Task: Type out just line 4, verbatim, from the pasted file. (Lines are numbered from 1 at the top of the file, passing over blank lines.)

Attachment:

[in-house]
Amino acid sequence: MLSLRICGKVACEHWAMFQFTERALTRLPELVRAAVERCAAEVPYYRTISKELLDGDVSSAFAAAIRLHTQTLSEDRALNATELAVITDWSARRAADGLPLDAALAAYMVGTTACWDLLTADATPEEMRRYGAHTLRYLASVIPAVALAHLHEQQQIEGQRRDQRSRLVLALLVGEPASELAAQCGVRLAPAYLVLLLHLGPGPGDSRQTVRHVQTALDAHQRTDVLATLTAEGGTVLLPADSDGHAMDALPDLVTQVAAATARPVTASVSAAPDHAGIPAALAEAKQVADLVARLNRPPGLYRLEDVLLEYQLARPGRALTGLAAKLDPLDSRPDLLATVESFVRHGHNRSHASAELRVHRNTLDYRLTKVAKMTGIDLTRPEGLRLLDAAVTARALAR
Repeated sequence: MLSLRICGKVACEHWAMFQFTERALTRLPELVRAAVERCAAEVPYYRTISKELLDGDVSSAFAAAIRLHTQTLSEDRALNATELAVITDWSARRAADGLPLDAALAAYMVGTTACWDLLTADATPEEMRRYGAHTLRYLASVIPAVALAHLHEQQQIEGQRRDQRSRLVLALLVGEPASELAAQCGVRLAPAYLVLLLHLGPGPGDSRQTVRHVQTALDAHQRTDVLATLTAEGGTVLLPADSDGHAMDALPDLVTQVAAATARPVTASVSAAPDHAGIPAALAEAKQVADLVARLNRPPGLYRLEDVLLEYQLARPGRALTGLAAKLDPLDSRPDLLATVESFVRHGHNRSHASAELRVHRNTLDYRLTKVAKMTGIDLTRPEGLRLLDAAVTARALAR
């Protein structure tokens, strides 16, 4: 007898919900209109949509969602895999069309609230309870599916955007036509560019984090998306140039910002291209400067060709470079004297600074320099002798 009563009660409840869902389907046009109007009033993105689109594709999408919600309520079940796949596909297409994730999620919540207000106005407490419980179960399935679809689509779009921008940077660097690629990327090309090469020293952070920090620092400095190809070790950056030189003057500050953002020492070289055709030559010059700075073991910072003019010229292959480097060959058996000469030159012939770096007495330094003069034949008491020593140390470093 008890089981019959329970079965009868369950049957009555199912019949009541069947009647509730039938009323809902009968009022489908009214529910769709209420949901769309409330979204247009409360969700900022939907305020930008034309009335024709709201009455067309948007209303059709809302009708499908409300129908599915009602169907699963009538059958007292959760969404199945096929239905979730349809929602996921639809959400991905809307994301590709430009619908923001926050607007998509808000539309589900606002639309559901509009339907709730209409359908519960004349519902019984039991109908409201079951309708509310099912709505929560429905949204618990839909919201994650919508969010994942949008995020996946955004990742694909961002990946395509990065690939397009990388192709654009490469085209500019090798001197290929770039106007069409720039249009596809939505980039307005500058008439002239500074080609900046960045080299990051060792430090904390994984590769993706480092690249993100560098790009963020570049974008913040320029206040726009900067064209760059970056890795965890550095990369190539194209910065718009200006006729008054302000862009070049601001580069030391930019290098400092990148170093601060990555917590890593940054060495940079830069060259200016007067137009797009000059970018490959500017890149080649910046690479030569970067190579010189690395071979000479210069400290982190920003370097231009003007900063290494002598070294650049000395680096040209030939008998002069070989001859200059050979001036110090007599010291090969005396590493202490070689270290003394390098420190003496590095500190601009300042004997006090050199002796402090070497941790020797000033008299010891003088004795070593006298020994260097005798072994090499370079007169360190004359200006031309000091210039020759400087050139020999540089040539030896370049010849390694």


């Protein structure tokens, strides 16, 4: 007898919900209109949509969602895999069309609230309870599916955007036509560019984090998306140039910002291209400067060709470079004297600074320099002798 009563009660409840869902389907046009109007009033993105689109594709999408919600309520079940796949596909297409994730999620919540207000106005407490419980179960399935679809689509779009921008940077660097690629990327090309090469020293952070920090620092400095190809070790950056030189003057500050953002020492070289055709030559010059700075073991910072003019010229292959480097060959058996000469030159012939770096007495330094003069034949008491020593140390470093 008890089981019959329970079965009868369950049957009555199912019949009541069947009647509730039938009323809902009968009022489908009214529910769709209420949901769309409330979204247009409360969700900022939907305020930008034309009335024709709201009455067309948007209303059709809302009708499908409300129908599915009602169907699963009538059958007292959760969404199945096929239905979730349809929602996921639809959400991905809307994301590709430009619908923001926050607007998509808000539309589900606002639309559901509009339907709730209409359908519960004349519902019984039991109908409201079951309708509310099912709505929560429905949204618990839909919201994650919508969010994942949008995020996946955004990742694909961002990946395509990065690939397009990388192709654009490469085209500019090798001197290929770039106007069409720039249009596809939505980039307005500058008439002239500074080609900046960045080299990051060792430090904390994984590769993706480092690249993100560098790009963020570049974008913040320029206040726009900067064209760059970056890795965890550095990369190539194209910065718009200006006729008054302000862009070049601001580069030391930019290098400092990148170093601060990555917590890593940054060495940079830069060259200016007067137009797009000059970018490959500017890149080649910046690479030569970067190579010189690395071979000479210069400290982190920003370097231009003007900063290494002598070294650049000395680096040209030939008998002069070989001859200059050979001036110090007599010291090969005396590493202490070689270290003394390098420190003496590095500190601009300042004997006090050199002796402090070497941790020797000033008299010891003088004795070593006298020994260097005798072994090499370079007169360190004359200006031309000091210039020759400087050139020999540089040539030896370049010849390694």